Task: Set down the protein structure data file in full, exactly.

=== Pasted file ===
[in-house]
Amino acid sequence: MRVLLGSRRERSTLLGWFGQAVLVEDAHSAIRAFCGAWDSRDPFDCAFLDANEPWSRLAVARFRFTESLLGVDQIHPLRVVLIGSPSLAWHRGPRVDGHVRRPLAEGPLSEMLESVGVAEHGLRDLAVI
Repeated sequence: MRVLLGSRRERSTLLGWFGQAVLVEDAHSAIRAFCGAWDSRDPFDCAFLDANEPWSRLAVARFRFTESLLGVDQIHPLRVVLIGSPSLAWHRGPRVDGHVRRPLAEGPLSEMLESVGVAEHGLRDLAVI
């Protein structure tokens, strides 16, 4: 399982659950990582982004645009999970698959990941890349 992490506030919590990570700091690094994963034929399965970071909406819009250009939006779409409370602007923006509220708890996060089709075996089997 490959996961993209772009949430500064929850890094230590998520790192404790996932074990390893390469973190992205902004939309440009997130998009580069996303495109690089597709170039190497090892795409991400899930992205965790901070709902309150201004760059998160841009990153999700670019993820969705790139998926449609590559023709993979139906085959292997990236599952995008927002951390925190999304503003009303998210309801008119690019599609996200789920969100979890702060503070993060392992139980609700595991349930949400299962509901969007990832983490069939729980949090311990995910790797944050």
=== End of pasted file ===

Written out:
[in-house]
Amino acid sequence: MRVLLGSRRERSTLLGWFGQAVLVEDAHSAIRAFCGAWDSRDPFDCAFLDANEPWSRLAVARFRFTESLLGVDQIHPLRVVLIGSPSLAWHRGPRVDGHVRRPLAEGPLSEMLESVGVAEHGLRDLAVI
Repeated sequence: MRVLLGSRRERSTLLGWFGQAVLVEDAHSAIRAFCGAWDSRDPFDCAFLDANEPWSRLAVARFRFTESLLGVDQIHPLRVVLIGSPSLAWHRGPRVDGHVRRPLAEGPLSEMLESVGVAEHGLRDLAVI
């Protein structure tokens, strides 16, 4: 399982659950990582982004645009999970698959990941890349 992490506030919590990570700091690094994963034929399965970071909406819009250009939006779409409370602007923006509220708890996060089709075996089997 490959996961993209772009949430500064929850890094230590998520790192404790996932074990390893390469973190992205902004939309440009997130998009580069996303495109690089597709170039190497090892795409991400899930992205965790901070709902309150201004760059998160841009990153999700670019993820969705790139998926449609590559023709993979139906085959292997990236599952995008927002951390925190999304503003009303998210309801008119690019599609996200789920969100979890702060503070993060392992139980609700595991349930949400299962509901969007990832983490069939729980949090311990995910790797944050």